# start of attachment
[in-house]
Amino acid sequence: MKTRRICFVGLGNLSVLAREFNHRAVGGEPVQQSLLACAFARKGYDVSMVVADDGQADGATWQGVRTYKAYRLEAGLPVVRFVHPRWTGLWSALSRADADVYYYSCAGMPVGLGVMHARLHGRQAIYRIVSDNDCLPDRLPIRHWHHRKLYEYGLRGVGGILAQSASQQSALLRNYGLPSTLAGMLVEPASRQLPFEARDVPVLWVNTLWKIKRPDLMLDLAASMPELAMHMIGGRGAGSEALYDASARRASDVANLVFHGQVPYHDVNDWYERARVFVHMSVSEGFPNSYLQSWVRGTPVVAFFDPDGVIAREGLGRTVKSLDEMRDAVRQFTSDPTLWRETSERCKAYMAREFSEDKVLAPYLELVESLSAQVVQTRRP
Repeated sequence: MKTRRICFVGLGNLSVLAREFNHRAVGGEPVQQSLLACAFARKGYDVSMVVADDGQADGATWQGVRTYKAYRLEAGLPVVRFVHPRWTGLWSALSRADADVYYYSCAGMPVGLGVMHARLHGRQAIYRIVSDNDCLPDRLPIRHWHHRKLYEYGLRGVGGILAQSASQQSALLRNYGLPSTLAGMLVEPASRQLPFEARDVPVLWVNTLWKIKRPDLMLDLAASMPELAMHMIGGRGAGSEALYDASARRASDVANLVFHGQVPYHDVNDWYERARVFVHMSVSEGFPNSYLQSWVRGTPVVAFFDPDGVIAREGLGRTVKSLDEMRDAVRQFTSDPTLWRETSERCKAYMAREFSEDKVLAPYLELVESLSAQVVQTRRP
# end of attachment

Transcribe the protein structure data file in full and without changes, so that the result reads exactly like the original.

[in-house]
Amino acid sequence: MKTRRICFVGLGNLSVLAREFNHRAVGGEPVQQSLLACAFARKGYDVSMVVADDGQADGATWQGVRTYKAYRLEAGLPVVRFVHPRWTGLWSALSRADADVYYYSCAGMPVGLGVMHARLHGRQAIYRIVSDNDCLPDRLPIRHWHHRKLYEYGLRGVGGILAQSASQQSALLRNYGLPSTLAGMLVEPASRQLPFEARDVPVLWVNTLWKIKRPDLMLDLAASMPELAMHMIGGRGAGSEALYDASARRASDVANLVFHGQVPYHDVNDWYERARVFVHMSVSEGFPNSYLQSWVRGTPVVAFFDPDGVIAREGLGRTVKSLDEMRDAVRQFTSDPTLWRETSERCKAYMAREFSEDKVLAPYLELVESLSAQVVQTRRP
Repeated sequence: MKTRRICFVGLGNLSVLAREFNHRAVGGEPVQQSLLACAFARKGYDVSMVVADDGQADGATWQGVRTYKAYRLEAGLPVVRFVHPRWTGLWSALSRADADVYYYSCAGMPVGLGVMHARLHGRQAIYRIVSDNDCLPDRLPIRHWHHRKLYEYGLRGVGGILAQSASQQSALLRNYGLPSTLAGMLVEPASRQLPFEARDVPVLWVNTLWKIKRPDLMLDLAASMPELAMHMIGGRGAGSEALYDASARRASDVANLVFHGQVPYHDVNDWYERARVFVHMSVSEGFPNSYLQSWVRGTPVVAFFDPDGVIAREGLGRTVKSLDEMRDAVRQFTSDPTLWRETSERCKAYMAREFSEDKVLAPYLELVESLSAQVVQTRRP